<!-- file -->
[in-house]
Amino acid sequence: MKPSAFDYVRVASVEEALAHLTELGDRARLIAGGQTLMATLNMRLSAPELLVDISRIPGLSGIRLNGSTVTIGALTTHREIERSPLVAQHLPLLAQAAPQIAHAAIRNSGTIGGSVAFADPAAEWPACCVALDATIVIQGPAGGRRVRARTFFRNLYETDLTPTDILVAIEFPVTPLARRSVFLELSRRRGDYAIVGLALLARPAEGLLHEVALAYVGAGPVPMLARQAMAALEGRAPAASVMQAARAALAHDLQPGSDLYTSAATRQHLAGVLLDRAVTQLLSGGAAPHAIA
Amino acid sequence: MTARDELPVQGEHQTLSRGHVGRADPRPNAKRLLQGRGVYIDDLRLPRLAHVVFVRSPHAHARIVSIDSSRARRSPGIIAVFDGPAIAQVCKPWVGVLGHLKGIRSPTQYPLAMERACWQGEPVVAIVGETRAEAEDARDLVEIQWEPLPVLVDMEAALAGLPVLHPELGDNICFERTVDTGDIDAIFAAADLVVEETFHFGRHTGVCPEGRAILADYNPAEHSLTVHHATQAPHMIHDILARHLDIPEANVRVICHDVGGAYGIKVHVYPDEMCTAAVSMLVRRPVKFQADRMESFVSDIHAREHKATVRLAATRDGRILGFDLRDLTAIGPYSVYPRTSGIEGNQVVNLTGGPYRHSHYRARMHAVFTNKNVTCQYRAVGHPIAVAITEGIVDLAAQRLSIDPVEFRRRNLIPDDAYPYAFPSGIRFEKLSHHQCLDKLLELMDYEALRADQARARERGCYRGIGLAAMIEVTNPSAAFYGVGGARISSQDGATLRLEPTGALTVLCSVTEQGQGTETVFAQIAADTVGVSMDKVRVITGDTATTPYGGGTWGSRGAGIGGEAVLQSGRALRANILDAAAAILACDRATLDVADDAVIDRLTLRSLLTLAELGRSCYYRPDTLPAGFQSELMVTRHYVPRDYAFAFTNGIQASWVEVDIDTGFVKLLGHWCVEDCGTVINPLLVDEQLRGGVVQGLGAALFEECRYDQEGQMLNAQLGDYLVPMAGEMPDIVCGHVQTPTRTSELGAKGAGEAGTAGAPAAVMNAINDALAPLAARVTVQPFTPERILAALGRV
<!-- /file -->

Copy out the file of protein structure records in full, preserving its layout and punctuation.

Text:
[in-house]
Amino acid sequence: MKPSAFDYVRVASVEEALAHLTELGDRARLIAGGQTLMATLNMRLSAPELLVDISRIPGLSGIRLNGSTVTIGALTTHREIERSPLVAQHLPLLAQAAPQIAHAAIRNSGTIGGSVAFADPAAEWPACCVALDATIVIQGPAGGRRVRARTFFRNLYETDLTPTDILVAIEFPVTPLARRSVFLELSRRRGDYAIVGLALLARPAEGLLHEVALAYVGAGPVPMLARQAMAALEGRAPAASVMQAARAALAHDLQPGSDLYTSAATRQHLAGVLLDRAVTQLLSGGAAPHAIA
Amino acid sequence: MTARDELPVQGEHQTLSRGHVGRADPRPNAKRLLQGRGVYIDDLRLPRLAHVVFVRSPHAHARIVSIDSSRARRSPGIIAVFDGPAIAQVCKPWVGVLGHLKGIRSPTQYPLAMERACWQGEPVVAIVGETRAEAEDARDLVEIQWEPLPVLVDMEAALAGLPVLHPELGDNICFERTVDTGDIDAIFAAADLVVEETFHFGRHTGVCPEGRAILADYNPAEHSLTVHHATQAPHMIHDILARHLDIPEANVRVICHDVGGAYGIKVHVYPDEMCTAAVSMLVRRPVKFQADRMESFVSDIHAREHKATVRLAATRDGRILGFDLRDLTAIGPYSVYPRTSGIEGNQVVNLTGGPYRHSHYRARMHAVFTNKNVTCQYRAVGHPIAVAITEGIVDLAAQRLSIDPVEFRRRNLIPDDAYPYAFPSGIRFEKLSHHQCLDKLLELMDYEALRADQARARERGCYRGIGLAAMIEVTNPSAAFYGVGGARISSQDGATLRLEPTGALTVLCSVTEQGQGTETVFAQIAADTVGVSMDKVRVITGDTATTPYGGGTWGSRGAGIGGEAVLQSGRALRANILDAAAAILACDRATLDVADDAVIDRLTLRSLLTLAELGRSCYYRPDTLPAGFQSELMVTRHYVPRDYAFAFTNGIQASWVEVDIDTGFVKLLGHWCVEDCGTVINPLLVDEQLRGGVVQGLGAALFEECRYDQEGQMLNAQLGDYLVPMAGEMPDIVCGHVQTPTRTSELGAKGAGEAGTAGAPAAVMNAINDALAPLAARVTVQPFTPERILAALGRV